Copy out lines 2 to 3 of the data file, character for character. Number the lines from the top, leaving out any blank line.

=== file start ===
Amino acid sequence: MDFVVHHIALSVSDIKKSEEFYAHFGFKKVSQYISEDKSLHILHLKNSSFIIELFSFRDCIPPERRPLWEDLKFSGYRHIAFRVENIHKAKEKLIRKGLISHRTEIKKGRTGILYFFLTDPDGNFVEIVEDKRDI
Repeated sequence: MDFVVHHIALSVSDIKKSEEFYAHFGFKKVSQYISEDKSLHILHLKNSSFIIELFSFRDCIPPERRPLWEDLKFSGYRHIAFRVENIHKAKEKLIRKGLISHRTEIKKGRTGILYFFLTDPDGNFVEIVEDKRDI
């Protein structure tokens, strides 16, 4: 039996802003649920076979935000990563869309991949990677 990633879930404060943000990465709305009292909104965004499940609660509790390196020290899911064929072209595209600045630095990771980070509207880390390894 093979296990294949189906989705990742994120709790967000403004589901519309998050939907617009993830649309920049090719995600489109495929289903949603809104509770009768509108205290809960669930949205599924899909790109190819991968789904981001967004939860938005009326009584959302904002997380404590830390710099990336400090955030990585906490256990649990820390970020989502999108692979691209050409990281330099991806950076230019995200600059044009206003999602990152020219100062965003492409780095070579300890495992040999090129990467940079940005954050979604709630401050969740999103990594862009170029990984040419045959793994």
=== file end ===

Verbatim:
Repeated sequence: MDFVVHHIALSVSDIKKSEEFYAHFGFKKVSQYISEDKSLHILHLKNSSFIIELFSFRDCIPPERRPLWEDLKFSGYRHIAFRVENIHKAKEKLIRKGLISHRTEIKKGRTGILYFFLTDPDGNFVEIVEDKRDI
């Protein structure tokens, strides 16, 4: 039996802003649920076979935000990563869309991949990677 990633879930404060943000990465709305009292909104965004499940609660509790390196020290899911064929072209595209600045630095990771980070509207880390390894 093979296990294949189906989705990742994120709790967000403004589901519309998050939907617009993830649309920049090719995600489109495929289903949603809104509770009768509108205290809960669930949205599924899909790109190819991968789904981001967004939860938005009326009584959302904002997380404590830390710099990336400090955030990585906490256990649990820390970020989502999108692979691209050409990281330099991806950076230019995200600059044009206003999602990152020219100062965003492409780095070579300890495992040999090129990467940079940005954050979604709630401050969740999103990594862009170029990984040419045959793994």